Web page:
And considering that when skiing with you. your new girlfriend ended up with an ACL injury, well.......
post #9 of 109
<BLOCKQUOTE>quote:</font><HR>Originally posted by Lisamarie:
VK, I don't recall asking for the sarcastic answer to my question. <HR></BLOCKQUOTE>

That's the thing about sarcasm...its usually not asked for.
post #10 of 109
You know LM, I do not recall your post having a disclaimer "Serious answers ONLY" or anything like that. Are you sure that what you percieve as "... low level people skills." is not actually you being sense-of-humor challenged? (am I being politically correct here?)

You want a serious answer, here it is. I think you tend to overanalyze every move you make. Why don't you measure your progress by how much you enjoyed your day on skis, not by what terrain you were able to ski. Because it is not about WHAT you ski, but HOW you ski it. FYI: Alberto Tomba never raced DH and SG - he was not afraid to admit that he was scared. That did not keep him from being the best technical skier of his time.

.... back to my usual goofy self....
Since you recommened another board for me, let me also give you same advice. From your posts it is not hard to deduce that the only thing that keeps you from becoming a better skier is your head. So maybe you can find a better answer to your problems at something like www.online-shrink.com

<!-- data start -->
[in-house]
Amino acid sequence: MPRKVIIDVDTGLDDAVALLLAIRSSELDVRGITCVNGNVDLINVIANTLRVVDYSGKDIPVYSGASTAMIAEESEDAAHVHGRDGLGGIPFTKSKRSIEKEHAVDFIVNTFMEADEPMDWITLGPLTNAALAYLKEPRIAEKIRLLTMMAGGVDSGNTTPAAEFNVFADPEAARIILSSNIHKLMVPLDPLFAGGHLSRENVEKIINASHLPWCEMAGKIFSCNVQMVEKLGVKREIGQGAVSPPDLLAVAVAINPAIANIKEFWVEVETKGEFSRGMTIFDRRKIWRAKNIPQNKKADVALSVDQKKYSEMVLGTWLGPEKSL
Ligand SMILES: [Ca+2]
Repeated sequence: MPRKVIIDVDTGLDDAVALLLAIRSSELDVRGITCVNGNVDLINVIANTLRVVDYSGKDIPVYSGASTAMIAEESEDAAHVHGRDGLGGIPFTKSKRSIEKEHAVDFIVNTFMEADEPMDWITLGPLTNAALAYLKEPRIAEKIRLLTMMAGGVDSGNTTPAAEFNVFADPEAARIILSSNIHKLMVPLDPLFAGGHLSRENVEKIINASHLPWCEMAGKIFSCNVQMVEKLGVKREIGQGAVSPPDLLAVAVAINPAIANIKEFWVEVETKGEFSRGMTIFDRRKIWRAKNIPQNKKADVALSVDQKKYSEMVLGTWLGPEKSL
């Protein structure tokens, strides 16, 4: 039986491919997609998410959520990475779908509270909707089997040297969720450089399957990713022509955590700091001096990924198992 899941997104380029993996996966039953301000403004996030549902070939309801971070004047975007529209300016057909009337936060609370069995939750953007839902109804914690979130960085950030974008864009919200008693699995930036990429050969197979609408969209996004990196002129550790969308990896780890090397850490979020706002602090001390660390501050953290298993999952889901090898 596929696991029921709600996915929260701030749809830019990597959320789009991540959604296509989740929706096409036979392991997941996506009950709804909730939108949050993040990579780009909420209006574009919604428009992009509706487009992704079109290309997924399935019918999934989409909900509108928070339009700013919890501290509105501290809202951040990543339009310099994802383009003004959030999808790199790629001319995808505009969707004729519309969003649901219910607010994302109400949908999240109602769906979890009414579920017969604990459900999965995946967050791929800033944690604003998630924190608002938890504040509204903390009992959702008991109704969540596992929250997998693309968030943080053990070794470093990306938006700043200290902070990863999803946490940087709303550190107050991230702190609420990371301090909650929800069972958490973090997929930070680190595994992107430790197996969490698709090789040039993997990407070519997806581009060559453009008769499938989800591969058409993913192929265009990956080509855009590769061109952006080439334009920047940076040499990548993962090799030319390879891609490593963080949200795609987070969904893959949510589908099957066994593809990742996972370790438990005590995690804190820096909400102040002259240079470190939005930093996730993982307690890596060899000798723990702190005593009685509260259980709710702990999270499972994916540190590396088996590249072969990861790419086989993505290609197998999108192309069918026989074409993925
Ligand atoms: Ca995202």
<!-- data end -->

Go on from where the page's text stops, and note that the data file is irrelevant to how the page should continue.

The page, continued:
oh and BTW my personal life is none of your business.

have a nice day
post #11 of 109
the remark on enjoying the day generally is good advice. i'd go so far as to suggest a day sometime when THAT is the single goal. IF skiing seems more like labor or something to be gotten through, rather than a kickass time, it might be time to re-evaluate.

i don't know that YOU experience this and i'm not presuming to know your thoughts or even how you spend a ski day, BUT IF you feel a ton of trepidation and angst, take the day and ski comfortable. have a recess. ANYthing that has you spending time on the skis and getting a good (if "easy") feeling. a lot of discovery to be stumbled upon there.
post #12 of 109
Geez VK, if you were a girl I'd have to say "MEOOOW".

(Just kidding)
post #13 of 109
Geez irul&ublo, if you were ruling I'd be blowing

<FONT COLOR="#800080" SIZE="1">[ January 08, 2002 02:06 PM: Message edited 1 time, by VK ]</font>
post #14 of 109

All good advise(except the sarcasm), so now you don't need to take the Fear course by MB.

But here is a question for you. As a personal trainer/fitness guru, when a student comes to you and says, I've never done this, and I don't know if I can do it... what do you do to reduce the fear? Yeah, the chance of breaking a leg is reduced in your sport, but the fear is still there.

You would do the same things menitoned here. Command teaching, single task teaching, small increments on easier stuff. Immediate positive feedback, repeat performance.

A good physical activity instructor/coach is usually good in any physical field if they have the technical knowledge. It was important that the skiing was done "to you", but maybe next time, you could do a little self pep talk to get you going on your own.